October 23rd, 2011
Econintersect: Richard Muller published an article in Technology Review (October 15, 2004) which has been a poster child paper for global warming skeptics. In that paper Muller criticized the so-called “hockey stick” graphic which showed dramatic increases in global temperatures over the past century. Muller declared the interpretation to be an artifact of poor mathematics.
The Koch brothers have been identified by Climate Science Watch as leading funders of climate change skeptics and research aimed at disproving global warming and, specifically contributions to climate change from their industrial activities.
Follow up:The Charles Koch Charitable Foundation and Muller have participated in a comprehensive research project that has concluded that global warming is real. The project, headed by Muller, is called the Berkeley Earth Surface Temperature study and has conducted a rigorous examination of more than five times as many unique measuring stations as any previous study or data base. The project was conducted by a group of pre-eminent scientists that are leaders in the field of mathematical physics and statistical science. Only one of the project’s ten lead scientists is a climatologist, Judith Curry of Georgia Tech. In addition to the Koch foundation, the research was supported by Director, Office of Science, of the U.S. Department of Energy, Bill and Melinda Gates Foundation, Lee and Juliet Folger Fund, William K. Bowes, Jr. Foundation and Ann & Gordon Getty Foundation. A number of small private donations have also been received, totaling 2.3% of total project costs.
Four research papers have been written and made public for review prior to completing a peer-review process for formal publication. The project web site also summarizes the objectives of the project:
The most important indicator of global warming, by far, is the land and sea surface temperature record. This has been criticized in several ways, including the choice of stations and the methods for correcting systematic errors. The Berkeley Earth Surface Temperature study sets out to to do a new analysis of the surface temperature record in a rigorous manner that addresses this criticism. We are using over 39,000 unique stations, which is more than five times the 7,280 stations found in the Global Historical Climatology Network Monthly data set (GHCN-M) that has served as the focus of many climate studies.
Our aim is to resolve current criticism of the former temperature analyses, and to prepare an open record that will allow rapid response to further criticism or suggestions. Our results include not only our best estimate for the global temperature change, but estimates of the uncertainties in the record.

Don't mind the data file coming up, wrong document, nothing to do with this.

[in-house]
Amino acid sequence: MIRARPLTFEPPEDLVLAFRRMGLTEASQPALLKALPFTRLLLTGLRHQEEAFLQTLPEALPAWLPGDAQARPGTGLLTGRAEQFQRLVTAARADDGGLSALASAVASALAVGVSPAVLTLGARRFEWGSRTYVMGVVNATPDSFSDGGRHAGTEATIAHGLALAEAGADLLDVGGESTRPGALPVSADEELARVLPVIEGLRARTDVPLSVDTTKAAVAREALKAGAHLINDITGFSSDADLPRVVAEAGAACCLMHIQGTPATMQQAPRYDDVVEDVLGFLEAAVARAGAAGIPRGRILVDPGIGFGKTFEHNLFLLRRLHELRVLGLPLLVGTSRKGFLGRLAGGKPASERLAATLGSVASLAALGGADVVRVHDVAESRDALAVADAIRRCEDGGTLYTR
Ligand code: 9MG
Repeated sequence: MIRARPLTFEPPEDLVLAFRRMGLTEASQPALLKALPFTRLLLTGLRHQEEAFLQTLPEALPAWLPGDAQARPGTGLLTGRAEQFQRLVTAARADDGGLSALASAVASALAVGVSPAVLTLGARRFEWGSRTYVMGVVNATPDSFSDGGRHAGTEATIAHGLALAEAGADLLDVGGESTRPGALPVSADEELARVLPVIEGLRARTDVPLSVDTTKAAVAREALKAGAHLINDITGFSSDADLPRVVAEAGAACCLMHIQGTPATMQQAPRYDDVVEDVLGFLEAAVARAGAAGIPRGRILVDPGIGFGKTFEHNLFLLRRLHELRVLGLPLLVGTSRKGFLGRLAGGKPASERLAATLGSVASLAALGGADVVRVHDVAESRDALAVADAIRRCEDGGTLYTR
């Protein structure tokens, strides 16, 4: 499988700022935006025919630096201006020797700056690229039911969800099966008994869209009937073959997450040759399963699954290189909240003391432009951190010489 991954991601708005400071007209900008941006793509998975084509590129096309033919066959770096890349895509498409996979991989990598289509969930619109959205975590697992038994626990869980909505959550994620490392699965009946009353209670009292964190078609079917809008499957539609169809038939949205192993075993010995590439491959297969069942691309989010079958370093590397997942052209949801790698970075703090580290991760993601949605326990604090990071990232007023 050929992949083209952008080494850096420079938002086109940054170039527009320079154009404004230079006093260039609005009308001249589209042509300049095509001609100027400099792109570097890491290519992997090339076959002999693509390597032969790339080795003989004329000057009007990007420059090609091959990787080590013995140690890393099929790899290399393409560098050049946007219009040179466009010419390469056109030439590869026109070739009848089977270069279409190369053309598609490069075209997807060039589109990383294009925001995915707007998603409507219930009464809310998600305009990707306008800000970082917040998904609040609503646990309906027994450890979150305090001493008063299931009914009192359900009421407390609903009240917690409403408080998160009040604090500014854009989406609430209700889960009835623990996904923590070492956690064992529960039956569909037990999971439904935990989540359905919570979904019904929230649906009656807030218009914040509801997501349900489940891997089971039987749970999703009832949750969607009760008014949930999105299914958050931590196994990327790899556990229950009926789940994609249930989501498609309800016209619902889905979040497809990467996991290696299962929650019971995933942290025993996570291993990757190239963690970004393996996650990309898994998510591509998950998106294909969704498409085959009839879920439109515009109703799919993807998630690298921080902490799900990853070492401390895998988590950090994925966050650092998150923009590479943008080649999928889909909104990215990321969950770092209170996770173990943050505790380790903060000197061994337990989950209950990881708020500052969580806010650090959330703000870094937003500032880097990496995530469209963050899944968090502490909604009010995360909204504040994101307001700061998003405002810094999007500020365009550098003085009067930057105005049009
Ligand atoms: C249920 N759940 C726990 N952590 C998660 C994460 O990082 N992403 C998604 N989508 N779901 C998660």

The following graph is from the Berkeley reports:
Temperature progression has not been uniform over the last century. As seen above, there have been significant short-term temperature fluctuations, which are seen across all measurement systems examined. Most interestingly, from 2000 to 2010 a temperature plateau has occurred. In spite of blogosphere claims that the last decade disproved global warming because it had been reversed (an incorrect claim), the decade still saw rising temperatures at a slower rate than before and new global temperature records were set.
While there is less and less disagreement over the temperature record data, what is causing the temperature trends observed over the last century is not agreed upon. Many are focused on carbon containing gases that have been increasing in concentration from combustion and release from sequestered sources. But there are other occurrences that can impact temperature, including such things as the thickness of ozone layers and the amount of water vapor and other chemicals (such as sulfate aerosols from coal burning) in the atmosphere. In fact, water is the most abundant of the greenhouse gases. From The Christian Science Monitor:
Water vapor is the most abundant greenhouse gas in the atmosphere. By some estimates, it accounts for anywhere from 36 percent to 85 percent of the atmosphere's greenhouse effect, depending on whether clouds are included.
Among factors besides greenhouse gases and ozone layers, solar sun spot activity affects weather. Sun spots have been in decline in recent years. In June, GEI News posted an article that reported research indicating a rare long-term cycle event known as “The Maunder Minimum” for sunspot activities might be possible in the near future. The last such occurrence was from 1645 to 1715 and corresponded to a climate period known as “The Little Ice Age”. A more recent period of low sunspot activity occurred from 1820-1825 which also corresponded to an unusually cold interlude, although not as severe as the Maunder Minimum.
Finally, anecdotal observations influence what individuals think about global warming. Last winter the number of people surveyed who thought that global warming was real went down in the eastern U.S. during a bad stretch of winter weather, while, at the same time, the number of people in Australia who said they believed in global warming went up. Australia was in the grip of a heat wave and severe drought at the time.
Sources: Technology Review, Climate Science Watch, Berkeley Earth Surface Temperature, World Meteorological Organization, The Christian Science Monitor (Warming Plateau), NASA Science News and GEI News (Mini Ice Age)